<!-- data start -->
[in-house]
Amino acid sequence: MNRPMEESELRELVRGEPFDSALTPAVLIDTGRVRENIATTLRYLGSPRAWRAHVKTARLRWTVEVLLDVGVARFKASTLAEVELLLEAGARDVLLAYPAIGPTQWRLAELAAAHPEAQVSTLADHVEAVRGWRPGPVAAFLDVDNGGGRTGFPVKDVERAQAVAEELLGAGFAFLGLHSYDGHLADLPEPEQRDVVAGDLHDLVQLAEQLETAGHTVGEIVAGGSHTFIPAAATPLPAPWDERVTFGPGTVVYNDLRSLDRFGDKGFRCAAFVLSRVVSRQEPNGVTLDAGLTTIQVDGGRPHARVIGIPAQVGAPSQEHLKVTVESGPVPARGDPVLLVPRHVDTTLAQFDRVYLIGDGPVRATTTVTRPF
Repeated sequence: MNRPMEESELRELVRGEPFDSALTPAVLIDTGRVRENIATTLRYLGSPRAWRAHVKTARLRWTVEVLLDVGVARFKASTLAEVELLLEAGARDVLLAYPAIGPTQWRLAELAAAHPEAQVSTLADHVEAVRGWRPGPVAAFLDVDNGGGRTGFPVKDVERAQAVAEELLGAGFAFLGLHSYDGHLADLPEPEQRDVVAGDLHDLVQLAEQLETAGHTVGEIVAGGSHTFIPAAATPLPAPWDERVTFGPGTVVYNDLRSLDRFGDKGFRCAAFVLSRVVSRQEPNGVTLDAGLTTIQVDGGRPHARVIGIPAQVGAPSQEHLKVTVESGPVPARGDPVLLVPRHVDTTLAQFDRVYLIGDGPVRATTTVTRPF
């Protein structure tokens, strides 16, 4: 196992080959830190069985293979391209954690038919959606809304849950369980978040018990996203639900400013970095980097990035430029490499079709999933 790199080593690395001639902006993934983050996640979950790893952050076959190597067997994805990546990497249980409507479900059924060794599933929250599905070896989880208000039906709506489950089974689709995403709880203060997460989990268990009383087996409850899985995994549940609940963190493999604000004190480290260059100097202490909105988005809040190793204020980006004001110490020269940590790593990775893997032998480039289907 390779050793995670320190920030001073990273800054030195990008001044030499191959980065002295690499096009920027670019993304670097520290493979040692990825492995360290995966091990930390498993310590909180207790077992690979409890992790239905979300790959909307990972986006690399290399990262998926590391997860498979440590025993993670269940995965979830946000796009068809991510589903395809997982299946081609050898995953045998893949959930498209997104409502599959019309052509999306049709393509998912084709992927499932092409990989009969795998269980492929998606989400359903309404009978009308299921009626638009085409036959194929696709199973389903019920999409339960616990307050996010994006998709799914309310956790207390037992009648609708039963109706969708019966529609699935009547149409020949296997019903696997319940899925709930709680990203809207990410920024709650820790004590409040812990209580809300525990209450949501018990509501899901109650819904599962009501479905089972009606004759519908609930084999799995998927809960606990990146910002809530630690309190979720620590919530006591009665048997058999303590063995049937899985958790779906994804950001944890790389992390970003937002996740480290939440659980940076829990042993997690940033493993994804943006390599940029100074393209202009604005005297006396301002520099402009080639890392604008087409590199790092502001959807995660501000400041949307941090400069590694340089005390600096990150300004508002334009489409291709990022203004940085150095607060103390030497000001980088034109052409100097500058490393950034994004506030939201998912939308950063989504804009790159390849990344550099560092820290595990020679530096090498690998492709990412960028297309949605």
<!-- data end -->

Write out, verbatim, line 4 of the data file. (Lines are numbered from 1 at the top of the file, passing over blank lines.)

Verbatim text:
């Protein structure tokens, strides 16, 4: 196992080959830190069985293979391209954690038919959606809304849950369980978040018990996203639900400013970095980097990035430029490499079709999933 790199080593690395001639902006993934983050996640979950790893952050076959190597067997994805990546990497249980409507479900059924060794599933929250599905070896989880208000039906709506489950089974689709995403709880203060997460989990268990009383087996409850899985995994549940609940963190493999604000004190480290260059100097202490909105988005809040190793204020980006004001110490020269940590790593990775893997032998480039289907 390779050793995670320190920030001073990273800054030195990008001044030499191959980065002295690499096009920027670019993304670097520290493979040692990825492995360290995966091990930390498993310590909180207790077992690979409890992790239905979300790959909307990972986006690399290399990262998926590391997860498979440590025993993670269940995965979830946000796009068809991510589903395809997982299946081609050898995953045998893949959930498209997104409502599959019309052509999306049709393509998912084709992927499932092409990989009969795998269980492929998606989400359903309404009978009308299921009626638009085409036959194929696709199973389903019920999409339960616990307050996010994006998709799914309310956790207390037992009648609708039963109706969708019966529609699935009547149409020949296997019903696997319940899925709930709680990203809207990410920024709650820790004590409040812990209580809300525990209450949501018990509501899901109650819904599962009501479905089972009606004759519908609930084999799995998927809960606990990146910002809530630690309190979720620590919530006591009665048997058999303590063995049937899985958790779906994804950001944890790389992390970003937002996740480290939440659980940076829990042993997690940033493993994804943006390599940029100074393209202009604005005297006396301002520099402009080639890392604008087409590199790092502001959807995660501000400041949307941090400069590694340089005390600096990150300004508002334009489409291709990022203004940085150095607060103390030497000001980088034109052409100097500058490393950034994004506030939201998912939308950063989504804009790159390849990344550099560092820290595990020679530096090498690998492709990412960028297309949605």